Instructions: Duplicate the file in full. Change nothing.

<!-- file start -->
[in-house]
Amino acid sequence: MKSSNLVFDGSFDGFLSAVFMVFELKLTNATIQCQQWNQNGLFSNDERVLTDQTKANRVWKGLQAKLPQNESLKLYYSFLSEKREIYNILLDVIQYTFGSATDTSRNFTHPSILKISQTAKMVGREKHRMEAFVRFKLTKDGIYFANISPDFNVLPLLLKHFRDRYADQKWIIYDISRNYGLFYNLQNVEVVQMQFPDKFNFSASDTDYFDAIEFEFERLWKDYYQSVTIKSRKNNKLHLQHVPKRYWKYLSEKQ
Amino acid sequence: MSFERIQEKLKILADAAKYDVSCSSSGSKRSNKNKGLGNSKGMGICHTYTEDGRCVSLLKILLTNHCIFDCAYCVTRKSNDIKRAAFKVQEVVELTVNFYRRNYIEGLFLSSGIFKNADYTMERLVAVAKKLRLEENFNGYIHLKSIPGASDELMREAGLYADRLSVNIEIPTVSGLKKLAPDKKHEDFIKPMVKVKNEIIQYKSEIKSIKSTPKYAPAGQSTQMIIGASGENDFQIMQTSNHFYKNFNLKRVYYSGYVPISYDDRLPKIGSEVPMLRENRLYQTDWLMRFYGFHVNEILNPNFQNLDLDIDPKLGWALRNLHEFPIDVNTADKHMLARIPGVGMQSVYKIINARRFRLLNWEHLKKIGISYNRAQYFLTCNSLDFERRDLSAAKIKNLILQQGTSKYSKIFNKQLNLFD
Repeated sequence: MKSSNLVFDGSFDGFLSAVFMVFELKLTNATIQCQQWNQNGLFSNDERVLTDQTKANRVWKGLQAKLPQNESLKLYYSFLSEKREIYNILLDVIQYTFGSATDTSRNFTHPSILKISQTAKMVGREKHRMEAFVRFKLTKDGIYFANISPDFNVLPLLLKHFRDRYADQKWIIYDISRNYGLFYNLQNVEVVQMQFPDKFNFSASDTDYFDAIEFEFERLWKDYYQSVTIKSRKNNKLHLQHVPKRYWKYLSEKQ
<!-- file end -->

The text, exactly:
[in-house]
Amino acid sequence: MKSSNLVFDGSFDGFLSAVFMVFELKLTNATIQCQQWNQNGLFSNDERVLTDQTKANRVWKGLQAKLPQNESLKLYYSFLSEKREIYNILLDVIQYTFGSATDTSRNFTHPSILKISQTAKMVGREKHRMEAFVRFKLTKDGIYFANISPDFNVLPLLLKHFRDRYADQKWIIYDISRNYGLFYNLQNVEVVQMQFPDKFNFSASDTDYFDAIEFEFERLWKDYYQSVTIKSRKNNKLHLQHVPKRYWKYLSEKQ
Amino acid sequence: MSFERIQEKLKILADAAKYDVSCSSSGSKRSNKNKGLGNSKGMGICHTYTEDGRCVSLLKILLTNHCIFDCAYCVTRKSNDIKRAAFKVQEVVELTVNFYRRNYIEGLFLSSGIFKNADYTMERLVAVAKKLRLEENFNGYIHLKSIPGASDELMREAGLYADRLSVNIEIPTVSGLKKLAPDKKHEDFIKPMVKVKNEIIQYKSEIKSIKSTPKYAPAGQSTQMIIGASGENDFQIMQTSNHFYKNFNLKRVYYSGYVPISYDDRLPKIGSEVPMLRENRLYQTDWLMRFYGFHVNEILNPNFQNLDLDIDPKLGWALRNLHEFPIDVNTADKHMLARIPGVGMQSVYKIINARRFRLLNWEHLKKIGISYNRAQYFLTCNSLDFERRDLSAAKIKNLILQQGTSKYSKIFNKQLNLFD
Repeated sequence: MKSSNLVFDGSFDGFLSAVFMVFELKLTNATIQCQQWNQNGLFSNDERVLTDQTKANRVWKGLQAKLPQNESLKLYYSFLSEKREIYNILLDVIQYTFGSATDTSRNFTHPSILKISQTAKMVGREKHRMEAFVRFKLTKDGIYFANISPDFNVLPLLLKHFRDRYADQKWIIYDISRNYGLFYNLQNVEVVQMQFPDKFNFSASDTDYFDAIEFEFERLWKDYYQSVTIKSRKNNKLHLQHVPKRYWKYLSEKQ